There is something unusual in the air this summer along the Gulf Coast — and it isn’t done yet.

If you’ve not made your way to the beaches as of yet this summer, you might be surprised to see Mother Nature is sharing with us a lesson on how oceans regenerate dunes.

Yes, the largest shipment in decades of sargassum (better known as seaweed) is putting on what can only be described as a one-man (or one-woman) show along our shorelines.

Earlier this week, The Daily News took a look at this event — one locals are referring to as the largest in memory. And according to research, they are right.

Scientist and students right here in Galveston County (Texas A&M University at Galveston) are highly interested in the how and why of the events leading to this year’s harvest.

The students are the lifeblood of the Sargassum Early Advisory System, a NASA-funded project the university developed to study and report the movements of mats of seaweed from the Atlantic Ocean through the Caribbean Sea, into the Gulf of Mexico, and, ultimately, onto the Texas Coast.

According to doctoral candidate Robert Webster, it would be helpful to put this into proper perspective.

Seaweed isn’t a new issue, Webster said. It’s not an invasive species that just appeared. The cycle has repeated itself annually for more than 4 million years, he said.

“We’re intruding on their beaches and not vice versa,” Webster said.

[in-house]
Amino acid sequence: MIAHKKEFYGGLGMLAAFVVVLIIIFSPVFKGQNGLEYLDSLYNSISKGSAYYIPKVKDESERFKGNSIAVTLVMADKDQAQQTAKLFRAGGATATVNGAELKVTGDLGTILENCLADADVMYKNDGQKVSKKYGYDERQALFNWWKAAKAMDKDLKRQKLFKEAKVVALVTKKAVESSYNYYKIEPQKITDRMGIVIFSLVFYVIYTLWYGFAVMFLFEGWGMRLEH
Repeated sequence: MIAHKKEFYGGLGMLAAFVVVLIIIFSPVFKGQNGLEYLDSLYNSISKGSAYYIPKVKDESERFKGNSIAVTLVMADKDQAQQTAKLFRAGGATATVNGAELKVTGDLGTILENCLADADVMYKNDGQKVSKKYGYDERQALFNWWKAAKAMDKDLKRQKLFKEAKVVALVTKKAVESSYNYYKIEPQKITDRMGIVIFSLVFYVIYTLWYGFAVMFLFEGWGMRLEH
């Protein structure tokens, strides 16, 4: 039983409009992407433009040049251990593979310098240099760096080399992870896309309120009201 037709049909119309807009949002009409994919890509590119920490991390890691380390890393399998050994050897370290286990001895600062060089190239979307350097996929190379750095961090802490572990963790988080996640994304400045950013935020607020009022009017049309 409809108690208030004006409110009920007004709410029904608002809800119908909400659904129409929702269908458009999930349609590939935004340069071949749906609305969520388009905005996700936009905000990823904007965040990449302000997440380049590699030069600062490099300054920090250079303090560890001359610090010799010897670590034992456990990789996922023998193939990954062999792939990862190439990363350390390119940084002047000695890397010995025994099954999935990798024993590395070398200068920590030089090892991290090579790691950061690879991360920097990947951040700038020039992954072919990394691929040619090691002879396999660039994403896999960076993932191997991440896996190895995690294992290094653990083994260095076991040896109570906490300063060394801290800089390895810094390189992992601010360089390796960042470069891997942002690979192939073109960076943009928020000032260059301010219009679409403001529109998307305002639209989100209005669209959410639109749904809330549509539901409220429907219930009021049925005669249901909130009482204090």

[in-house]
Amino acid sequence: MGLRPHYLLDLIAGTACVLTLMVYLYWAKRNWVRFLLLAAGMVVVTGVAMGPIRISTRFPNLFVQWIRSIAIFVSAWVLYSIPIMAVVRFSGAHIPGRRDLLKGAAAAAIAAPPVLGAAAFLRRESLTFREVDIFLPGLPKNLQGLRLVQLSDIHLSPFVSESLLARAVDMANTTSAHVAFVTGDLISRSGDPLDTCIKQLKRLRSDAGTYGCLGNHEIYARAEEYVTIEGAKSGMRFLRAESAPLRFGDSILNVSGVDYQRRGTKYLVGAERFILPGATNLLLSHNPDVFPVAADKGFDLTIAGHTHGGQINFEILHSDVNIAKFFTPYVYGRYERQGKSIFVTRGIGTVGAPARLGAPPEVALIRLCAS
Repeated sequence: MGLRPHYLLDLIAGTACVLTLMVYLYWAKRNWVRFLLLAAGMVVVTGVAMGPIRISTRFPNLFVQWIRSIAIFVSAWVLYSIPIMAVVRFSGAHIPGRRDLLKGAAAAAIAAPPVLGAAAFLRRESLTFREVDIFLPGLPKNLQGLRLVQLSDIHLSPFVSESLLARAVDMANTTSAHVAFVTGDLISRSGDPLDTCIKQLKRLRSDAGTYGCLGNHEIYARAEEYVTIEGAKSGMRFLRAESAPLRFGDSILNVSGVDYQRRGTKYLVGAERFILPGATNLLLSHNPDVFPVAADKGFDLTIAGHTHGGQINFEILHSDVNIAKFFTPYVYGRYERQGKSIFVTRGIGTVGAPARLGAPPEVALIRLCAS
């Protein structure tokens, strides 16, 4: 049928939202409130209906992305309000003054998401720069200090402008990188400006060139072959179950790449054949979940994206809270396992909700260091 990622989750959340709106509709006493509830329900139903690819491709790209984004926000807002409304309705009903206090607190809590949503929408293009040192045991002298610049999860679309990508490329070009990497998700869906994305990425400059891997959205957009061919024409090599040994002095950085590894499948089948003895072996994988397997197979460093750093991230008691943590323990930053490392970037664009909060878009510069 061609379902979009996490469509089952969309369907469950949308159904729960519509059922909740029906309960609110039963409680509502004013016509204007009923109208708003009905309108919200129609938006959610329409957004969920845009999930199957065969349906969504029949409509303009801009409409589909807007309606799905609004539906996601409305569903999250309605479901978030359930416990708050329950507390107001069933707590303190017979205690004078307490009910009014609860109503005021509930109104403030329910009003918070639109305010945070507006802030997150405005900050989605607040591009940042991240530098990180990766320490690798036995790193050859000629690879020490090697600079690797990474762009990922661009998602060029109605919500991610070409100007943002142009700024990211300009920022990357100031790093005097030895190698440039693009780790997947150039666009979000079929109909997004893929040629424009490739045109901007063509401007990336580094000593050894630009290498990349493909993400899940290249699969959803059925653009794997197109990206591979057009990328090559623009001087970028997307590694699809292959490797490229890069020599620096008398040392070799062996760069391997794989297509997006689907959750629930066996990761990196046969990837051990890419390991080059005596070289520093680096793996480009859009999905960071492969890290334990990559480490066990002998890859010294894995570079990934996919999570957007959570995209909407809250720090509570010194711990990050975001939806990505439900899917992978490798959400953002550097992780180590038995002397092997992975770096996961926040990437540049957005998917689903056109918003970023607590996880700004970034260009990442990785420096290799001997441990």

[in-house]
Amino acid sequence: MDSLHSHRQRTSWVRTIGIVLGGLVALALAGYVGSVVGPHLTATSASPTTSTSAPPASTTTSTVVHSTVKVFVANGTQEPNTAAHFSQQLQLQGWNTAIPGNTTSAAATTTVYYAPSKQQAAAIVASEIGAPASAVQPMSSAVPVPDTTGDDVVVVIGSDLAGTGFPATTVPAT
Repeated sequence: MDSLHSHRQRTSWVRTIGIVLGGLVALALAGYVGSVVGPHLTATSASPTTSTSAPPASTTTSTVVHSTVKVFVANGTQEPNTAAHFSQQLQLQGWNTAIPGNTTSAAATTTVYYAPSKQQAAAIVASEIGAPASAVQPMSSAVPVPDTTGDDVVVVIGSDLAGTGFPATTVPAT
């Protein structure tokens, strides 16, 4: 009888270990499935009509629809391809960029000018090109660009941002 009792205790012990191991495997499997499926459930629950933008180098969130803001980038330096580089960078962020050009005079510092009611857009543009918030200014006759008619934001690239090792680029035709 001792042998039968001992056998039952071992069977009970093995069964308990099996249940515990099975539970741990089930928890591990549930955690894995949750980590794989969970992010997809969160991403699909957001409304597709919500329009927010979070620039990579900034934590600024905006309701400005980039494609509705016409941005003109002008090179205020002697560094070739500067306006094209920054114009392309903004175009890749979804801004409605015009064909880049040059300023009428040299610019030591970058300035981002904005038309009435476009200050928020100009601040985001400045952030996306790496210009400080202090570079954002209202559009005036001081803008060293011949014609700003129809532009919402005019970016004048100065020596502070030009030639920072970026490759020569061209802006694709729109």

Furthermore, satellite images show there is more to come. Much more.

But take heart, Galveston County. Recently, a 4-mile-long, 2-mile-wide mat — like something from a made-for-television movie — was identified by satellite an images. Fortunately for us, this monster is predicted to make landfall in Louisiana.

At least we’ve got that going for us, right?

Leonard Woolsey is publisher of The Daily News.


(8) comments

GW Cornelius

Still a mess and a health hazard. Time to move it.

Mary Branum

The health hazard is caused by man removing something that is natural. This island would have wonderful dunes if it weren't for the cry babies wanting "clean" beaches.
Padre Island wouldn't exist if the sargassum had been removed.

Jim Forsythe

Island Runner please expand on health hazards. I would like to know so I can protect my family and myself.
We are missing the chance of a life time to build up the dunes and the beach , but if its a health hazard then we need to protect all that go to the beach and not let anyone on the beach!
The Health department needs to know about these hazards, also EPA and the Coast Guard and other groups!
If this is a true health hazard then all beaches along the gulf coast need to be shut down.

George Croix

Jim, do you have a cinder block laying around the house somewhere?
Ask it the questions.
You'll get a faster answer...and the cinder block won't hide what it is...[wink]

I still say the City of Galveston should dry the stuff, put out some cases of ziplock bags by it, and post signs that say "Free Weed"...
It'll all be gone by morning...

Kathy Maddox

Health hazard? Quit whining about it. Like sand?

Charles Brothers

It is a health hazard. It gives me the heebee jeebees. On the other hand it cushions your fall from the seawall.

Jim Forsythe

What is the health hazard? Just like my post below I need to know so I can protect myself and family. You may be confused about what a hazard is!

horace norris

roll the tourist in it and fry them.

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